September 05, 2019
Maria Shriver opens up about how her cousin's loss of an only child, Saoirse Kennedy Hill, made her "furious at God."
Sunday Paper recently featured Maria Shriver's Newsletter titled: "I've been thinking…" It detailed her lifestyle and how grief ate deep into the fabric of her existence.
Maria Shriver attends The Hollywood Reporter's Empowerment In Entertainment Event 2019 at Milk Studios on April 30, 2019 in Los Angeles, California | Photo: Getty Images
First, she scripted that her summer break was characterized by an unfortunate incident which was her cousin's daughter's death, and that made her reflect on her life.
According to the writeup, humans sometimes gives credence to meaningless things which contribute to a feeling of emptiness. She said:
"You see, we can all walk around seemingly alive, but feel dead on the inside."
The 22-year-old kicked the bucket on August 1, and it was catastrophic for the whole family. Shriver's letter revealed its effects as "heartbreaking," and it halted the activities of the family.
In her words:
"...was sudden and heartbreaking, it stopped everyone and everything in its tracks."
Saoirse's parents, Courtney Kennedy Hill, and Paul Hill found out that a suspected overdose caused their daughter's passing. There is no news of the way it happened, whether it was by accident or on purpose.
Accident or not, the writer expressed that she felt "furious" at God for "taking" away the Boston College final year student.
Shriver's words addressed being able to live life to the fullest, life in awe of how loved you are. In the course of Saoirse's wake, a fleet of complements made, made Shriver wonder how the deceased would feel hearing the good things people thought of her.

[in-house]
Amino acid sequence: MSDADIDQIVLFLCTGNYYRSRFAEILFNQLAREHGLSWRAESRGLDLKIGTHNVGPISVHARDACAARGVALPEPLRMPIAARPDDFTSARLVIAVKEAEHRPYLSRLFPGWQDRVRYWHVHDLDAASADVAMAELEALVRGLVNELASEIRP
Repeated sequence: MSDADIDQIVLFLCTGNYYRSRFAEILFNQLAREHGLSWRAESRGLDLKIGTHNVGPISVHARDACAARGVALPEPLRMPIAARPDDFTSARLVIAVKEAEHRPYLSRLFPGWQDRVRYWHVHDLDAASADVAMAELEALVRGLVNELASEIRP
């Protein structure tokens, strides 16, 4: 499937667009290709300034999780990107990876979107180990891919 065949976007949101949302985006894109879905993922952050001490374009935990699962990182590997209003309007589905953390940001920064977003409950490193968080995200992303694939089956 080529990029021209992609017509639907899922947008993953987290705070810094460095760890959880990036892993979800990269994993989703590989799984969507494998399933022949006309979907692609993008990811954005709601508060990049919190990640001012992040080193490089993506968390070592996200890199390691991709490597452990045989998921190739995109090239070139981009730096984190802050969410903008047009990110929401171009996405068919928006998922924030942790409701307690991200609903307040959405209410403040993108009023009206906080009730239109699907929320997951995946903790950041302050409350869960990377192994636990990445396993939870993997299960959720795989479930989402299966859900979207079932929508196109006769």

"...all the incredible things that were said at her funeral. It would have stopped her cold to realize how loved she was."
She continued by stating clearly how the tragedy instilled the feeling of possessiveness in the way she handled her children. However, Maria was quick to caution herself so as not to lose her kids. Instead, she initiated the plan to get closer to them.
Before the end of her August break, she took a trip to Utah to be with her son for some time.
In the course of the vacation, she visited a mountain top where she let out an outburst. Pouring her heart made her feel lighter, but first, she had to acknowledge that she had been living a life filled with regrets.
Crying let out most of the hurt and emotions she felt: her cousin's death, her mother's, her marriage, and some bad past experiences.
Peace came to her after the realization of having been able to survive it all. She called herself a "survivor." She crowned her letter by cheering herself up and awarding her courage for such an acknowledgment.
The 63-year-old wasn't the only one to talk about the Boston Communication major. Bill Stone confessed that the deceased had her demons and had combated mental health issue in the past, but tried to move past the experience.
Her uncle, Robert Kennedy Jr. equally described her as "a fearless adventurer" who seemed "fierce." Shriver's letter addressed the occurrences in her life, and she was blunt with letting out her insecurities.
In an interview with "Today," she revealed that the essay helped her with self-reflection, which taught her self worth.